As Vladimir Putin himself has said, "there is no such thing as a former KGB man," and many wonder how much his career in the KGB plays an influence today. Many of Putin's outspoken critics have ended up poisoned or murdered, a tactic often utilized by the KGB, writes NPR: "Proven or not, the radioactive death of [Alexander] Litvinenko hangs like a cloud over Putin's head." Meanwhile, the murder of Anna Politkovskaya is thought by some to have been a way to silence her reporting, which "exposed the Russian president as a power hungry product of his own (KGB-) history," according to RFI.
Some, like Foreign Policy, claim that with the FSB, Putin has essentially "reincarnated the KGB." Even its name, the Ministry of State Security, was the same name given to Stalin's secret service, which operated from 1943 to 1953. And by combining domestic surveillance with foreign espionage, under Putin the FSB has operationally returned to its KGB roots. In the end, even though the Soviet Union fell, "the institutions the security men worked in did not break down...the personal networks did not disappear," writes Catherine Belton.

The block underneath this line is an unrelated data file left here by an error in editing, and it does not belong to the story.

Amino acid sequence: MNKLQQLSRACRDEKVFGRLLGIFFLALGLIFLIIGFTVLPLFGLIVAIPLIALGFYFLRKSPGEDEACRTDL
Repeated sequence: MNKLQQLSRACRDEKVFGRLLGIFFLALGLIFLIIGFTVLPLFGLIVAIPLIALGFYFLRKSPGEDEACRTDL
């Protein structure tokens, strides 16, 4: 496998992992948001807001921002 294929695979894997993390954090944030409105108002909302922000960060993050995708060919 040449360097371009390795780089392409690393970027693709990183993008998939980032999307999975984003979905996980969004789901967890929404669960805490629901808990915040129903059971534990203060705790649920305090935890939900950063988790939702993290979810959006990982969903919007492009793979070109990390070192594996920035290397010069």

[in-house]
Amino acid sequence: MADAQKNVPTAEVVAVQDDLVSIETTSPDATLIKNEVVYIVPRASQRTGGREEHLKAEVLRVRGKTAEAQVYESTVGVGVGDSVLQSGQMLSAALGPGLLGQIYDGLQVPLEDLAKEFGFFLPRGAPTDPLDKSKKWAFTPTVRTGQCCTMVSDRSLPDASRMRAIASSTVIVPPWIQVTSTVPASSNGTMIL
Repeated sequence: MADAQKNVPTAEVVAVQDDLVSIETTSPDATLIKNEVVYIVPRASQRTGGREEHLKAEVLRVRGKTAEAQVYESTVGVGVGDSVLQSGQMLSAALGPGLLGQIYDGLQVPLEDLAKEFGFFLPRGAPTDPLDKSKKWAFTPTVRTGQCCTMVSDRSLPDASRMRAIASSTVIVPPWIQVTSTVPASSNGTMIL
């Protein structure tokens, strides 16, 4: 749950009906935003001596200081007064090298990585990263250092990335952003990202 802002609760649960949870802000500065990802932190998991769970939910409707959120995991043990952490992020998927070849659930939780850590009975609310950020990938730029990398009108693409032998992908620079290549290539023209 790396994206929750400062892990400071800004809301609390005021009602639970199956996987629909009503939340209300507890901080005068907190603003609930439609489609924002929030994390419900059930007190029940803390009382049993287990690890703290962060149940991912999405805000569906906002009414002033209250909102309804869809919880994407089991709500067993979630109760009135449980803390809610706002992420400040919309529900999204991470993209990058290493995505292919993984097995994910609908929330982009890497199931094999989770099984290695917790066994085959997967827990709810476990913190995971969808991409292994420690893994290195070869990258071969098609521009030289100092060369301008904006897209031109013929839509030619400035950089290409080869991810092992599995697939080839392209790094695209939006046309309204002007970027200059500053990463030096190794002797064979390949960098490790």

And having seen what the sentiment of the masses can accomplish in Germany, in his time as president Putin has been quick to repeatedly suppress dissent, such as in 2012 when Putin's "security forces crushed a wave of anti-government demonstrations," writes First Post. Putin has also repeatedly jailed opposition leaders and activists.